Oil in the Spotlight

While oil prices have come down since their recent peak a few weeks ago, they remain in the spotlight.  This weekend, President Obama used his Saturday address to call for increasing drilling.  Coming on the heels of last week's grilling by the Senate Finance committee of the nation's top oil executives a propos of a proposal to end longstanding tax breaks for drilling, his remarks capture the frustration many people feel about rising gasoline prices.

Our anger would no doubt bemuse many overseas for US gas prices are low by global standards.  Indeed, as the attached graph shows, they are still less than those registered two years ago.  What is nonetheless frustrating about gas prices is their volatility.  Gas price shocks like hurricanes and flooding are hard to predict but when they occur,devastating.  The impact of the 1970s shocks are well understood: they launched stagflation in the US and Europe and inaugurated a huge transfer of wealth to the oil states that persists to this day.  But even the milder 2008 shock, some economists now believe, may have played a role in triggering the Great Recession.  And the story that many are using to explain the collapse, not just in oil prices but in commodity prices across the board in recent weeks, is expectations of a weak economy ahead--perhaps one deflated by high commodity prices over the last year.

As frustrating as oil shocks are, the record of efforts to address them has been more frustrating still. The 1970s oil shocks were bad but the famous lines at the pump that helped Ronald Reagan defeat Jimmy Carter were due not to the oil shocks but to price controls--a policy intervention that succeded only in creating shortages.  Worse, price controls were slapped on domestic oil but not foreign oil, and traders reaped millions by illegally recertifying shipments. 

In 1980, Congress passed a windfall profits tax on oil.  Given the huge profits by oil companies at the time, it seemed like sound economic policy  However, the tax applied only to domestically produced oil and, in retrospect, was a key step in accelerating our dependence on foreign oil.  More successful was the creation of the Strategic Petroleum Reserve and the creation of gas mileage standards. But neither of these has proved a silver bullet either.  The Reserve has yet to be tapped and the CAFE standards, while they have cut fuel use, by looking at the entire fleet are correctly criticized for allowing gas guzzlers to persist.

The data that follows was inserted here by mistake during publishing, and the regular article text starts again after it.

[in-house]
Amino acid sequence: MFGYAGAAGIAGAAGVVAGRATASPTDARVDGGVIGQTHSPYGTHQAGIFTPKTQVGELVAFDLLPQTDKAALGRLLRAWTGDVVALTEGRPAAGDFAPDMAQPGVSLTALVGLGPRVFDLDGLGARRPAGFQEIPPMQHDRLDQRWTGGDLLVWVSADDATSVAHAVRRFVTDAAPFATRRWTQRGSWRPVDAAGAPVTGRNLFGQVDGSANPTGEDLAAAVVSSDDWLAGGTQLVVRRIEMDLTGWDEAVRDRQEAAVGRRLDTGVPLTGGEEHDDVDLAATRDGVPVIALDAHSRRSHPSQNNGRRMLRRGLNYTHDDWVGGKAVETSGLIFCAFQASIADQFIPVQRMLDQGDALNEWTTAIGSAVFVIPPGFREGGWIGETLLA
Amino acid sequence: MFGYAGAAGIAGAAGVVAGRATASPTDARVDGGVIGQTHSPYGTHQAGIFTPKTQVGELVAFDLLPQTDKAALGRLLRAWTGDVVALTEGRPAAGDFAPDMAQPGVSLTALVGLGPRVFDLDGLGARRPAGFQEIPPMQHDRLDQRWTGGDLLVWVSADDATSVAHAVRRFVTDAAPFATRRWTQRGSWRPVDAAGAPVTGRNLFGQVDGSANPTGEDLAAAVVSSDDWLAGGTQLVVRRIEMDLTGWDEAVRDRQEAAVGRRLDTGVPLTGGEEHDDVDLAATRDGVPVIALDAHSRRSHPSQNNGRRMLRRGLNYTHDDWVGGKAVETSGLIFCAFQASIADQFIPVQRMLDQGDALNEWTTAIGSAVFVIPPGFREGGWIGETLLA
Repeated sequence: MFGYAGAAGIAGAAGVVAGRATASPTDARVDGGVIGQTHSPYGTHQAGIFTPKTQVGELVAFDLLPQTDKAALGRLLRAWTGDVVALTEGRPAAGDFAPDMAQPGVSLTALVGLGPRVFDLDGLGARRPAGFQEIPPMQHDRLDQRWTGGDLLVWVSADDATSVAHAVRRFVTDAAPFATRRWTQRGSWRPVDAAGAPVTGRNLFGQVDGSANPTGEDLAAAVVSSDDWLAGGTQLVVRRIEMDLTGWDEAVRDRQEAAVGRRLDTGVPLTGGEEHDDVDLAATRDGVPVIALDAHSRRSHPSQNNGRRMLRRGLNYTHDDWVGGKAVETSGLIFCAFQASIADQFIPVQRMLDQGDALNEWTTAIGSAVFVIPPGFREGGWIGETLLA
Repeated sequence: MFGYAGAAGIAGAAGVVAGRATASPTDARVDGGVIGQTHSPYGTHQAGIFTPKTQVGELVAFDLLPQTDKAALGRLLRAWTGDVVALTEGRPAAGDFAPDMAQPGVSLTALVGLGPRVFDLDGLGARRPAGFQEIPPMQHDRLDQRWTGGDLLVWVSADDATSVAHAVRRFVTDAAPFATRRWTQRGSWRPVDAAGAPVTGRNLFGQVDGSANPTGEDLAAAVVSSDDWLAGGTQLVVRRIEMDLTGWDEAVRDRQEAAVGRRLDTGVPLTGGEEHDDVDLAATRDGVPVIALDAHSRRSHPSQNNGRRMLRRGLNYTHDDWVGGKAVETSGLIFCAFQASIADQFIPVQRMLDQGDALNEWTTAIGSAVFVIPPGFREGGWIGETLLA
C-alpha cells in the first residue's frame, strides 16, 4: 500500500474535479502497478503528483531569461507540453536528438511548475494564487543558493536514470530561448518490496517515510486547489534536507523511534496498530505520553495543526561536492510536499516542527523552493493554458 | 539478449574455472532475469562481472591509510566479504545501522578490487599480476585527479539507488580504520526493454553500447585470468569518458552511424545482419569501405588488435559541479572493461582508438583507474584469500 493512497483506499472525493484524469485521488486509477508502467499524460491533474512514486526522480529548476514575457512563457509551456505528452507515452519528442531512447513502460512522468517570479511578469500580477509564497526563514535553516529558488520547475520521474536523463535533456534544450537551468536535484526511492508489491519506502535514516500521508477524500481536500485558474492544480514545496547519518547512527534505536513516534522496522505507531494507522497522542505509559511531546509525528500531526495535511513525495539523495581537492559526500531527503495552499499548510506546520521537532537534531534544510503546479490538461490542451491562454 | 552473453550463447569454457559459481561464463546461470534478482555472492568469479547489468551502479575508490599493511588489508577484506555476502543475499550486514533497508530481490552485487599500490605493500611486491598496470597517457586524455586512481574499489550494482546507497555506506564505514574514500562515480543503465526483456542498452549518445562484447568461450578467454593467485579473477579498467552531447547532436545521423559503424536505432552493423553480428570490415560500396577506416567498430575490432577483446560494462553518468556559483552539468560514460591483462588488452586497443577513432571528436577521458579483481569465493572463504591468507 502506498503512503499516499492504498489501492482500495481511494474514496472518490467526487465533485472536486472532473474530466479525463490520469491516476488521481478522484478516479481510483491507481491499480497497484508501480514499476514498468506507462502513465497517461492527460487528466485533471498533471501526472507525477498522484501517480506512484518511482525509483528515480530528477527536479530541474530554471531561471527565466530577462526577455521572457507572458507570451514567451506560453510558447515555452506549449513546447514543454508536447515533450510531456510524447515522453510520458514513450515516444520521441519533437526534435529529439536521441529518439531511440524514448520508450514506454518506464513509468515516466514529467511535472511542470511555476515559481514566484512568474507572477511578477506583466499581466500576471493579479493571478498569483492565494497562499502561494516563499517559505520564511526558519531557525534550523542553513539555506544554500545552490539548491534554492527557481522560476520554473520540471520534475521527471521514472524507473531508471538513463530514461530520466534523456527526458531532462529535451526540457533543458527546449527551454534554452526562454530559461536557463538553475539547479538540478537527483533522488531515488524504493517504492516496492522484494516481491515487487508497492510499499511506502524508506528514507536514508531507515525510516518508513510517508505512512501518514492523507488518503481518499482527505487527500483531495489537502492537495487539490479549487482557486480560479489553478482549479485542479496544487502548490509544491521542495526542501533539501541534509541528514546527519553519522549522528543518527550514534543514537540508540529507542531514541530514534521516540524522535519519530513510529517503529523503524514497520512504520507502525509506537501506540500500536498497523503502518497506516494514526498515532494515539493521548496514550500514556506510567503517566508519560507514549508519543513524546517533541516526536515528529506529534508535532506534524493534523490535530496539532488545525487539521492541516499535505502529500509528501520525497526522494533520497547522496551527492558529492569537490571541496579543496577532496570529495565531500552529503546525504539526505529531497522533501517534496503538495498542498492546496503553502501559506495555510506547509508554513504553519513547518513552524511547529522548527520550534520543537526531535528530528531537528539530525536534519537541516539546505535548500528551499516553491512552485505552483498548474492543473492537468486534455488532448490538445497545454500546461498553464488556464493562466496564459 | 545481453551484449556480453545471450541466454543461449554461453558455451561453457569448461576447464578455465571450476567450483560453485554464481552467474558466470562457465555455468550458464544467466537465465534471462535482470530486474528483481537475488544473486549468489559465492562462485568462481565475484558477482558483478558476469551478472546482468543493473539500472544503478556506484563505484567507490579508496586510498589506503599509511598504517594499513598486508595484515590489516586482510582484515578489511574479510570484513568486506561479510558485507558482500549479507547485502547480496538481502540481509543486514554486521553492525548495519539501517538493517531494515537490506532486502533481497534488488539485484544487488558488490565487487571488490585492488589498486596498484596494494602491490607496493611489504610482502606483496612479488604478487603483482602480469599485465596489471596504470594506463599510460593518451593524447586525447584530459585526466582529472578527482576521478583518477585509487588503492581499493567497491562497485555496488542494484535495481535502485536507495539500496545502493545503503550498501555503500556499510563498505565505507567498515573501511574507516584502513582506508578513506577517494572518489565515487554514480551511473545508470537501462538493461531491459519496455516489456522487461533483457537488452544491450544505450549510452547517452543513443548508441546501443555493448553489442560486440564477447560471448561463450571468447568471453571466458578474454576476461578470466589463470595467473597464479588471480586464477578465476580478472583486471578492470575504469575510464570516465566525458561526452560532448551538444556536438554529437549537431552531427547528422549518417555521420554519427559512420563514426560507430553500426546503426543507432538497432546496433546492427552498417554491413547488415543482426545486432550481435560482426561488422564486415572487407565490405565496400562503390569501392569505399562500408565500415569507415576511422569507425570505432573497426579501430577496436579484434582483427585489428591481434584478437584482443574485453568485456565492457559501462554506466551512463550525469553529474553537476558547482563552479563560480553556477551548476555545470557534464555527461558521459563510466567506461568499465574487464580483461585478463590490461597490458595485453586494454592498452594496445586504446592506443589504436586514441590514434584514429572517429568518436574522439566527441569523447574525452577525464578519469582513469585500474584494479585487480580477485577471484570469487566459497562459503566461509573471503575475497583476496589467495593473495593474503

If controlling volatility in commodities markets has never been easy, it has become more difficult in recent years.  A series of commodity index funds launched by Merril Lynch but now owned by Goldman Sachs have become established vehicles for hedge funds and others to place large quantities of money, exacerbating movements.  Indeed one theory of the commodiites runup this past year is that it reflects global liquidity created by the QE2 program of the Fed that spent about $600 billion buying securities.   Indeed, the commodities crash last week, coincided with the end of QE2.  Yet another theory for the commodities crash is that authorities raised margin requirements on commodities traders.  The commodities "bubble" as some has described it has drawn comparisons with the financial and real estate bubbles, in particularly, in light of the IPO "at the top" scheduled this week by Glencore, the company started by Marc Rich decades ago after he fled the United States.

All of this is a way of saying that reining in oil and gasoline prices is not easy.  But given the devastation, price spikes can cause, it must still be attempted.  Perhaps the single most important thing we ought to do is reign in Opec, the organization that more than any other can alter the price of oil.  Secondly, financial regulators need to study more carefully how trading in commodity indices as an asset class can drive monetary movements with serious real world consequences.  Beyond that, we should be working over the long term to wean ourselves off scarce resourcs such as oil toward renewable resources.  That cannot happen overnight but it will be the only long term resolution to the problem of oil and gasoline price volatility.